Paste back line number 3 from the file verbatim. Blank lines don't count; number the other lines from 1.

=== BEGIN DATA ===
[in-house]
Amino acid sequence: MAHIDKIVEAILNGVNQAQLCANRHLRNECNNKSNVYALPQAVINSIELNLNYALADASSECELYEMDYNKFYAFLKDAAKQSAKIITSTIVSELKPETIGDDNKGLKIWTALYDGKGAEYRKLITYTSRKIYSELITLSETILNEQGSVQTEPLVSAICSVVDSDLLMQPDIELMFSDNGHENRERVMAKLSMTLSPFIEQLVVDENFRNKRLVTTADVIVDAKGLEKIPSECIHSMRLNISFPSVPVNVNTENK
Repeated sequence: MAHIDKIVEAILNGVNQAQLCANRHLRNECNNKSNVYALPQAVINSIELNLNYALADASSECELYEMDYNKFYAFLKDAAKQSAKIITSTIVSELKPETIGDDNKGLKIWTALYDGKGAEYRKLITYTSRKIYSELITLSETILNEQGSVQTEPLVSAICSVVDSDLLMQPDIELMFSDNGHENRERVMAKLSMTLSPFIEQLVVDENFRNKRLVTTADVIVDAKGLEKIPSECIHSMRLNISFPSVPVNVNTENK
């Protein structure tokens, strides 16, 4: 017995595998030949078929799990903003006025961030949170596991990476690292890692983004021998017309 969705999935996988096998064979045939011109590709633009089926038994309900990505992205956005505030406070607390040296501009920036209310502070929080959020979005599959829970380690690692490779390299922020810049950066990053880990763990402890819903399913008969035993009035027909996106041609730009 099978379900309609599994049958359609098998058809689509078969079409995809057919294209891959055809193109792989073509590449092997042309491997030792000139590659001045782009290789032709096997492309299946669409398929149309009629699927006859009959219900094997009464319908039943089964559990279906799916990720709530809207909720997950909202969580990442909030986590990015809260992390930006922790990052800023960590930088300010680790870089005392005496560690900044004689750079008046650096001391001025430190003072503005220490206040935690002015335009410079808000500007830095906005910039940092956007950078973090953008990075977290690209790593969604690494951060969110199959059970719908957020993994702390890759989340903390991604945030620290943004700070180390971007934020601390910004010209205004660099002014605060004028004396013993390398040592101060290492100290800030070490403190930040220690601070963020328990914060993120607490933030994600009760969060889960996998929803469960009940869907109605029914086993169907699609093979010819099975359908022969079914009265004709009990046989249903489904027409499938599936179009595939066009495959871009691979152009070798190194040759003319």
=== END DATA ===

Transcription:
Repeated sequence: MAHIDKIVEAILNGVNQAQLCANRHLRNECNNKSNVYALPQAVINSIELNLNYALADASSECELYEMDYNKFYAFLKDAAKQSAKIITSTIVSELKPETIGDDNKGLKIWTALYDGKGAEYRKLITYTSRKIYSELITLSETILNEQGSVQTEPLVSAICSVVDSDLLMQPDIELMFSDNGHENRERVMAKLSMTLSPFIEQLVVDENFRNKRLVTTADVIVDAKGLEKIPSECIHSMRLNISFPSVPVNVNTENK